People love nothing more than the story of an underdog, which is why the sports genre has so often resonated with audiences and, at times, the Oscars. Depending on your definition of what qualifies as a “sports movie,” there have been 17 nominated for best picture in 95 years, with three winners: “Rocky” (1976), “Chariots of Fire” (1981) and “Million Dollar Baby” (2004).
Elements of “Air” will draw comparisons to Bennett Miller’s “Moneyball” (2011), which mixed a look at the Oakland A’s 2002 season with a wonky look at the way Billy Beane embraced sophisticated sabermetrics as a way to get an edge on richer teams. In addition, Damon’s sharp and witty performance is reminiscent of Brad Pitt’s Oscar-nominated turn as Beane, inviting viewers into a movie who may not know much or care about basketball. He’s a sympathetic guide through the ins and outs of basketball stars and the shoe companies that help make them wealthy.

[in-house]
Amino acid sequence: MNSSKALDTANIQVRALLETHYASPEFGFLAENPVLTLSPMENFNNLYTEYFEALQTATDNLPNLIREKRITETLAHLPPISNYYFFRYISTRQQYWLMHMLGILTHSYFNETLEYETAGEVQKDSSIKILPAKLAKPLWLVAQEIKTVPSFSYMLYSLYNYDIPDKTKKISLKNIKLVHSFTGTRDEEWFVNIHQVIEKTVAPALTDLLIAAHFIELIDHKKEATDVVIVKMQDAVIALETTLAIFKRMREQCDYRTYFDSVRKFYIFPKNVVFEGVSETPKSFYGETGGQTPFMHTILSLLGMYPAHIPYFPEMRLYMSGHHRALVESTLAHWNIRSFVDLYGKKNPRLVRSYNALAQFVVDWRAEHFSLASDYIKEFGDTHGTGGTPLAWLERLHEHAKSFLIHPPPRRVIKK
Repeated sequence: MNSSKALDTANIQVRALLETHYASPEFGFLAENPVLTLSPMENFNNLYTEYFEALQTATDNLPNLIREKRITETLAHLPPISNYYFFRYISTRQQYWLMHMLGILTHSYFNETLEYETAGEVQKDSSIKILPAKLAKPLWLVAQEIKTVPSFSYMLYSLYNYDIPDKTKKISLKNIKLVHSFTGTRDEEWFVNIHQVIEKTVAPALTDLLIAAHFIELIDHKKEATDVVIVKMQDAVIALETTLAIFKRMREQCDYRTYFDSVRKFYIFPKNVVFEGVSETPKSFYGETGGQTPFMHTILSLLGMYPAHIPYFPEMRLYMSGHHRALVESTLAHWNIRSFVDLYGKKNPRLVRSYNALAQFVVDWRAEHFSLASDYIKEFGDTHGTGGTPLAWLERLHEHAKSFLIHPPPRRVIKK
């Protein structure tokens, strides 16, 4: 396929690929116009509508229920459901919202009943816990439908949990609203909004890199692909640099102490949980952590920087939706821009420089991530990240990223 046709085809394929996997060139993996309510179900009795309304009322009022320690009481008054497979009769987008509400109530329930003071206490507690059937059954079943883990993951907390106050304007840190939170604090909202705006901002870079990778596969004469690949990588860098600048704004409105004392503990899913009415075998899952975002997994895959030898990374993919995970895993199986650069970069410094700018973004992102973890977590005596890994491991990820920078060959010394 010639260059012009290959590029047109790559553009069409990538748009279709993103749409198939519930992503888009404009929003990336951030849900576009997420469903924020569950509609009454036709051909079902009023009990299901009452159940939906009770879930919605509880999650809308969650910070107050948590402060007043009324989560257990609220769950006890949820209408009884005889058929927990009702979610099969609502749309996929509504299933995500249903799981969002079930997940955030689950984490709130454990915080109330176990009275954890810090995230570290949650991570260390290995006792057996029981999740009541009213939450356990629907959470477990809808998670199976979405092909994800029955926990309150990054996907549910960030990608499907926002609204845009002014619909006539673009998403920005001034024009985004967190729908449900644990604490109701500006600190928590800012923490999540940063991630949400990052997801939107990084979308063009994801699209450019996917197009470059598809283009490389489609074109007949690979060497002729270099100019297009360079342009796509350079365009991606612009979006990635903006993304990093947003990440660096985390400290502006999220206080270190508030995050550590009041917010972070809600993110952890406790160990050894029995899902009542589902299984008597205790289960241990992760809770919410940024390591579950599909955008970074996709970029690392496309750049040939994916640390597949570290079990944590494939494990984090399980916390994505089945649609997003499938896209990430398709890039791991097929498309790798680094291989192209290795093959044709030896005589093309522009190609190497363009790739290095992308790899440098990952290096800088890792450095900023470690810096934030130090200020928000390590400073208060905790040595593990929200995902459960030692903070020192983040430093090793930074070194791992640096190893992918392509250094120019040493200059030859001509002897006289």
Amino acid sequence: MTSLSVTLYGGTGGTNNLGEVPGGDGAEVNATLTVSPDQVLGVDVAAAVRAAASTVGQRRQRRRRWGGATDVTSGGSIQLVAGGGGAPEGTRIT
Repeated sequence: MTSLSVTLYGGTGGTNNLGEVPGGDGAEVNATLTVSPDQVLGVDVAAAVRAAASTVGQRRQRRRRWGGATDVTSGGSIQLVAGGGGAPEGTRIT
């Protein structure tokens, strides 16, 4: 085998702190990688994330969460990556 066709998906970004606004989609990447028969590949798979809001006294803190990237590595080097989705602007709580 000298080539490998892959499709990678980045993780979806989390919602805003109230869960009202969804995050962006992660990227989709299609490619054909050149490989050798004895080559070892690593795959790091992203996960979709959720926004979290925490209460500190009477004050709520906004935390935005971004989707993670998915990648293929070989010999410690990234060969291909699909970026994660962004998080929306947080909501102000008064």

Well-respected in the Academy’s actors branch, as seen by his three career noms – “Good Will Hunting” (1997), “Invictus” (2009) and “The Martian” (2015) – Damon’s fourth nom could be in his future, especially with a final act monologue that will be meme’d and quoted by dude-bros for the next decade (creating an original screenplay contender out of first-timer Alex Convery). In addition to his acting recognition, he’s been nominated as a producer for “Manchester by the Sea” (2016) and won original screenplay for “Hunting” with his childhood friend Affleck.